The title of this post is the title of an excellent article by Maggie Lee at Juvenile Justice Information Exchange, which follows up on the stunning Department of Justice report issued last month on the Mississippi school district.
This is how it opens:
Lionel Townsend will turn 14 in September and a few months after that he will be able to return to school, ending a year of exile.
Lionel admits he got into fights multiple times at Magnolia Middle School. When he was charged with vandalizing a school bus security camera, he was booted from school. He fought again in a community day program. The county Youth Court eventually put him on probation and an order to stay at home with an ankle monitor.
But the federal Department of Justice’s Civil Rights Division is alleging the juvenile justice system is so faulty it amounts to a “school-to-prison pipeline” in the Townsends’ home of Meridian.
“If you do wrong, you got to pay,” insisted Lionel’s mother, Ella Townsend, speaking in the living room of the home she shares with her mother, Lionel and four of the boy’s siblings. Lionel listens quietly, a skinny boy, who grins when attention is turned to him, or he’s teased about the sparkly blue earring studded in his ear. “But “that was harsh punishment,” she said, “I feel like they were sort of out of order.”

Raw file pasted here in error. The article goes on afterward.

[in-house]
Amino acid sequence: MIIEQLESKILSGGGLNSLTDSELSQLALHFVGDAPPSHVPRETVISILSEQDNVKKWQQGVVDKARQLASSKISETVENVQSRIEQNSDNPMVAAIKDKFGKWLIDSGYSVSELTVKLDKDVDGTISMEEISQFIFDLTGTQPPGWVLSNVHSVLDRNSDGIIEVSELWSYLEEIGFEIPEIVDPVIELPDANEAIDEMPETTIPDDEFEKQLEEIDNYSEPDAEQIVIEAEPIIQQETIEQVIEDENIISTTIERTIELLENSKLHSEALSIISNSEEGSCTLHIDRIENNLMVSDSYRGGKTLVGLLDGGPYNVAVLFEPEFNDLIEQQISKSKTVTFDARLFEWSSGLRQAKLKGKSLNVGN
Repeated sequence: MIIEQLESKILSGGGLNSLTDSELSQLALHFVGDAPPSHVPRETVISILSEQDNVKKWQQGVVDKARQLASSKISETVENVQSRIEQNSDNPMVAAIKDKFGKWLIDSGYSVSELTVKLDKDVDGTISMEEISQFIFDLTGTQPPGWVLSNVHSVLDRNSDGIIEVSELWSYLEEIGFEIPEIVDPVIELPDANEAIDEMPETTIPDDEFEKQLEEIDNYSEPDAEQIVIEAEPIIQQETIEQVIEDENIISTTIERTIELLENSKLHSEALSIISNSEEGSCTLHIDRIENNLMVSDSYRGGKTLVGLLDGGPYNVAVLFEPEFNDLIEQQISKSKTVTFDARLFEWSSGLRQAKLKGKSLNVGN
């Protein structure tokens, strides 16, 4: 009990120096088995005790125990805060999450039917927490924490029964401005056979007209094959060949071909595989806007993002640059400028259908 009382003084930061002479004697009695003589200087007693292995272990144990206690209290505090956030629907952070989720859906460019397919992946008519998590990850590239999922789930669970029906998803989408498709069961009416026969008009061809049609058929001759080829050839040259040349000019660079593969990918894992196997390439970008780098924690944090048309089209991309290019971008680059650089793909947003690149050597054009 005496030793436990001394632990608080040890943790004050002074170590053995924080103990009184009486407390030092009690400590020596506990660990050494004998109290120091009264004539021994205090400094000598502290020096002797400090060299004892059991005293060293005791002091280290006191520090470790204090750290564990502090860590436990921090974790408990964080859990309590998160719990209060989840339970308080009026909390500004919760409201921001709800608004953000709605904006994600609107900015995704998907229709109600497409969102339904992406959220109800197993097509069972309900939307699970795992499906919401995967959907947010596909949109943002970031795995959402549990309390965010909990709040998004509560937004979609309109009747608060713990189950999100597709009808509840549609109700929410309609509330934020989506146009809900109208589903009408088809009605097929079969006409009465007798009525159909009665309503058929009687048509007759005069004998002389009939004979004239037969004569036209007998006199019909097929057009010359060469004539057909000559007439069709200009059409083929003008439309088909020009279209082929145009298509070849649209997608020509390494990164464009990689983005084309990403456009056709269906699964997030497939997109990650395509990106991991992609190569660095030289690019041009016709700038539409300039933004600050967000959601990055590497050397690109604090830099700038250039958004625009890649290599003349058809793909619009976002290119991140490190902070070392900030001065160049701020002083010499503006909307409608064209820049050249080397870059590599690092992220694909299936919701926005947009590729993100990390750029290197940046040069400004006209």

Townsend says her son’s ankle monitor was so sensitive it went off if he went in the back yard. The young man is rid of it now, but not before he gouged off the speaker, causing what Townsend said the court assessed as $1,500 in damage.
She worries if Lionel makes another mistake, he will end up in prison with adults, where he will learn the criminal trade.
The Justice Department says it has probable cause to believe the city of Meridian and Lauderdale County routinely and repeatedly incarcerate children for school disciplinary infractions, as outlined in an Aug. 10 open letter, at the end of an eight-month investigation. Their letter is addressed to the city and county, the county’s two Youth Court judges, as well as the state Division of Youth Services, but not the Meridian school system.
You may read the rest of this important article here.